Here's a photo just after the mayhem ensued.  From left to right: Vanessa Fox of Ignition Partners (the moderator), Aaron Wall of SEO Book, Andy Beal of Marketing Pilgrim, Michael Gray of Graywolf's SEO Blog.

SMX West 2008 Panel

After the session, Aaron and Andy were nice enough to discuss this blog and our strategy in general. I also had a chance to catch up with Matt. A few months back, we outed a competitor for black hat spamming with hidden links. During an interview with Eric Enge of Stone Temple Consulting, Matt addressed the issue and offered some perspective. I thanked Matt for mentioning the issue during the interview and Matt was glad to contribute, as always.

Though I sometimes get worn out sitting in these sessions by the end of the second day of a conference, it's experiences like this that remind me of why I love eCommerce. The people are great and the opportunity to take home some nuggets of knowledge are equally matched by nuggets of fun. I'll post more about my experiences at the conference soon.


Getting 100% of the Product Line: How to Ask a Supplier for More

Posted on February 27, 2008 by Archives

Approaching potential suppliers as a relatively new, rapidly growing, eCommerce company, we typically get one of three reactions. On one extreme, some suppliers will be more than supportive, willing to jump in head first and give us all available data and product they offer. We love these suppliers. Others are willing to take the eCommerce gamble, but with a limited stake in the investment; they give us some of their product offering and are mainly interested in testing the waters. The other extreme is a supplier who is typically an older brick and mortar company, that is in its fourth generation of ownership. They are uninterested in expanding into the unknown and are much more comfortable where they are. We understand where they are coming from… eCommerce can be risky business.

Since the first reaction is the best, and what we hope for in every prospective meeting, our data department is ready at a whim to tackle large projects and upload hundreds if not thousands of products in one sweep. The third reaction, though it does not happen frequently, does come up on occasion, and we cordially finish lunch, shake the suppliers hand, and walk away chuckling to ourselves. We just sat through an entire lunch with complete strangers, pouring their heart out about how they are ready for expansion; how they want to grow but cannot find the right opportunity – but when we present an opportunity to them, it is too adventurous.  It’s the middle of the line suppliers, the lukewarm suppliers, the “that sounds great but I’m too skeptical” suppliers that require a lot of time and attention by our supply chain management.

Now, I work in Supply Chain Management, not in data, analytics or marketing. So not only am I not an expert in search engine optimization, but I can barely describe the difference between paid and organic search results. However, I do know that if you have a site about plumbing, the more pages about plumbing that you have the more relevant your site will be.  This may not be the exact case but a simple example of this is as follows: When we have 15 Kohler products, we are more relevant in search engines than if we had 1. Let’s expand: If we had 15,000 Kohler products, we are more relevant in search engines than if we had 1,000. That makes sense. The more we have of a product offering, the more relevant we are to people searching for those products. Let’s go a step further. If we have 15,000 Kohler products and 15,000 Moen products, we are more relevant than if we just had Kohler products alone.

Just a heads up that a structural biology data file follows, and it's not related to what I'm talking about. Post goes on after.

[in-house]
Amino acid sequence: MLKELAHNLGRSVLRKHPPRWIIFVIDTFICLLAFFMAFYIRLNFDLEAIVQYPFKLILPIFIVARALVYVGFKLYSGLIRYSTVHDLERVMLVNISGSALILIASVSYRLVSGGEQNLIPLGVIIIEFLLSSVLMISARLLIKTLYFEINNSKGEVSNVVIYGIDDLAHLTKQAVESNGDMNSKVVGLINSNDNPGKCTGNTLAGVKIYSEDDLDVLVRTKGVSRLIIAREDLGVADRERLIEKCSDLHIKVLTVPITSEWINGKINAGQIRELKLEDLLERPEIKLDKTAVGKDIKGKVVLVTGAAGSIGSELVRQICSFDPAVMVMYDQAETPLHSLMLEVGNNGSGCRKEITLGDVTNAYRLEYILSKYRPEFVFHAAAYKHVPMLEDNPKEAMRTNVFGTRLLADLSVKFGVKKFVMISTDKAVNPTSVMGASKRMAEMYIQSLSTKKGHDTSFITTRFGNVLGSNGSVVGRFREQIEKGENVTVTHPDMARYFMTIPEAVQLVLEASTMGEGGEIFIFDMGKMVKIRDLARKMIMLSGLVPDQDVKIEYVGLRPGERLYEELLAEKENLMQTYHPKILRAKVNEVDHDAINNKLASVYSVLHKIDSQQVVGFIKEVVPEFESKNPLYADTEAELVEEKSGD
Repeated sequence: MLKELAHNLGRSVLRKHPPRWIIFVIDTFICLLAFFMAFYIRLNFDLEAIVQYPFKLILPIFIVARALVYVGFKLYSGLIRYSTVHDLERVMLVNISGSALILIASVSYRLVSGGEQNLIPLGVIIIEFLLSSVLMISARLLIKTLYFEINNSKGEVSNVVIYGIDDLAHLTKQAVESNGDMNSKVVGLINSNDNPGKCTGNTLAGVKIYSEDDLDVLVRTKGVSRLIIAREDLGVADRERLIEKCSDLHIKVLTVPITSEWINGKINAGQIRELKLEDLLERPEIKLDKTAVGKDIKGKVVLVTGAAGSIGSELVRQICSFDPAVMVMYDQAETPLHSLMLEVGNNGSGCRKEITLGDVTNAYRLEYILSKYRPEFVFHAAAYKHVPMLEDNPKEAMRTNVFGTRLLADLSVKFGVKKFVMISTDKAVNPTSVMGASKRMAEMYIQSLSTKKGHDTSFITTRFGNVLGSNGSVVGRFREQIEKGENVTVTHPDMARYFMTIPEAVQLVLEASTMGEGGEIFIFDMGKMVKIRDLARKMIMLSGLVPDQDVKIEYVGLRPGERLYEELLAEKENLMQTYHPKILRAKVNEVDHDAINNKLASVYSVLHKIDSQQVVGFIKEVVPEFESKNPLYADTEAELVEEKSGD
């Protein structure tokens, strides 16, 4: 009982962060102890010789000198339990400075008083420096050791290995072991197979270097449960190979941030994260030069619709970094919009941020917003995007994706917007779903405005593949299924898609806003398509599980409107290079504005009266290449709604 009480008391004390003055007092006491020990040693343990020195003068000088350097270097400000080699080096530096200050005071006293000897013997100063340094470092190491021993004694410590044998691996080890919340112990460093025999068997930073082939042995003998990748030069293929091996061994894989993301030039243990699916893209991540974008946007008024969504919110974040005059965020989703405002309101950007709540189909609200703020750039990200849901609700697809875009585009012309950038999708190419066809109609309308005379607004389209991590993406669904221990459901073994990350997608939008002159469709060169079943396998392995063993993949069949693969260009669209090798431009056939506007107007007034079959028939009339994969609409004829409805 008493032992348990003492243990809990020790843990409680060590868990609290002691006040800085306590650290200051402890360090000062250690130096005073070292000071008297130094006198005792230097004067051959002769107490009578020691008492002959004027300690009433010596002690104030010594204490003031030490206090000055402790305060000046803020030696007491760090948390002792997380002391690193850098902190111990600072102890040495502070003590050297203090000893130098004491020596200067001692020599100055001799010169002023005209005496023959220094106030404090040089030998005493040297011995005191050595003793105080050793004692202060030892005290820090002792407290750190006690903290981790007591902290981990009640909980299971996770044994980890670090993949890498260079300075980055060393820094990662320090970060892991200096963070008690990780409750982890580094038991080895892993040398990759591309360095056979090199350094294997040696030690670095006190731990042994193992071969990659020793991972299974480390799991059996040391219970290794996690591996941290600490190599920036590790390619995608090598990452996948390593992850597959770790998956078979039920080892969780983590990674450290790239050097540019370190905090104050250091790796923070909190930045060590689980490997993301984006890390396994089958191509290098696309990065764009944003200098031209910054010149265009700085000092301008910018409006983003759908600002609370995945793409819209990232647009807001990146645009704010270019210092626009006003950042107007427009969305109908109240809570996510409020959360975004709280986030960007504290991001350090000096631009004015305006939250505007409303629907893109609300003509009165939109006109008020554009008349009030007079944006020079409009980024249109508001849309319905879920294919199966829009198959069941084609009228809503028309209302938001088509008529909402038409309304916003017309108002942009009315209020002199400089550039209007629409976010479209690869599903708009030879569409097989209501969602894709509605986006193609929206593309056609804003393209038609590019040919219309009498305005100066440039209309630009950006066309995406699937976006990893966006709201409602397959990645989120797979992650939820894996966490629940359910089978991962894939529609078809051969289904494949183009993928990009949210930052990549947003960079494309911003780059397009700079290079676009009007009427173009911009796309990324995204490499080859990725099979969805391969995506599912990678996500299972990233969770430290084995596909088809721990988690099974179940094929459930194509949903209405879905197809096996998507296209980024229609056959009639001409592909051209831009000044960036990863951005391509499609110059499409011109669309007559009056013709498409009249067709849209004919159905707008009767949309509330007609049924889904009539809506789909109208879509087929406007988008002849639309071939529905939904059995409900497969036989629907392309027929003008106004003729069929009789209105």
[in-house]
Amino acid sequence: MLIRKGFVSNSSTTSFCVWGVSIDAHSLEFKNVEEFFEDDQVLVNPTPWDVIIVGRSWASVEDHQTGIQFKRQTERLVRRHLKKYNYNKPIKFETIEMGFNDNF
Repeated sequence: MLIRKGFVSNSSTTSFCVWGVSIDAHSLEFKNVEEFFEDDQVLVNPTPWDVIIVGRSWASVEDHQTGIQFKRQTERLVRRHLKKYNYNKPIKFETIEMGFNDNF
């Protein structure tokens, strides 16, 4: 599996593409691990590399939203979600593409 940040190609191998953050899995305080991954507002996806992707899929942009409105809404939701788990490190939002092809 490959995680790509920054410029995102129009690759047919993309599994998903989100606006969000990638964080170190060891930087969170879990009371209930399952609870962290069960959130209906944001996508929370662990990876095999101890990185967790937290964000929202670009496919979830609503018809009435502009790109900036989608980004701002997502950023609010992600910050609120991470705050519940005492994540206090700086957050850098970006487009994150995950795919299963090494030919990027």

To transition this to sales, higher relevancy equals higher organic results, which equals higher volume of traffic on our website. We all know, higher traffic means higher sales. So, what we can do to increase sales? The simple answer…broaden our product offering. Sounds like an easy concept, right?

Explaining this to a supplier, especially a supplier that is interested in expansion, but not interested waiting the time it takes to develop good product descriptions and search engine relevancy, becomes a difficult task. We have often sat in meetings with lukewarm suppliers asking, “Why aren’t we selling more products?” We kindly try to explain, usually for more than the tenth time, that if they will expand their product offering, we will sell more of their products. Why? We will be more relevant in search results.

When we approach our suppliers, we come to the table realizing our core competencies as well as theirs. The relationship works best, when suppliers stick to their competencies, and let us stick to ours. If they give us the product, we will sell it. Our ability to sell their products is directly related to the breadth of the product made available to us.

So, how do we ask a supplier for all of their product offering? Simple, we run a report of their competitor that is giving us 100% of their product offering, and show them the difference in sales volume. If we do not already have a comparable product, the report generated would be of one of our competitors, offering a similar product line. This gets the results we are looking for every time.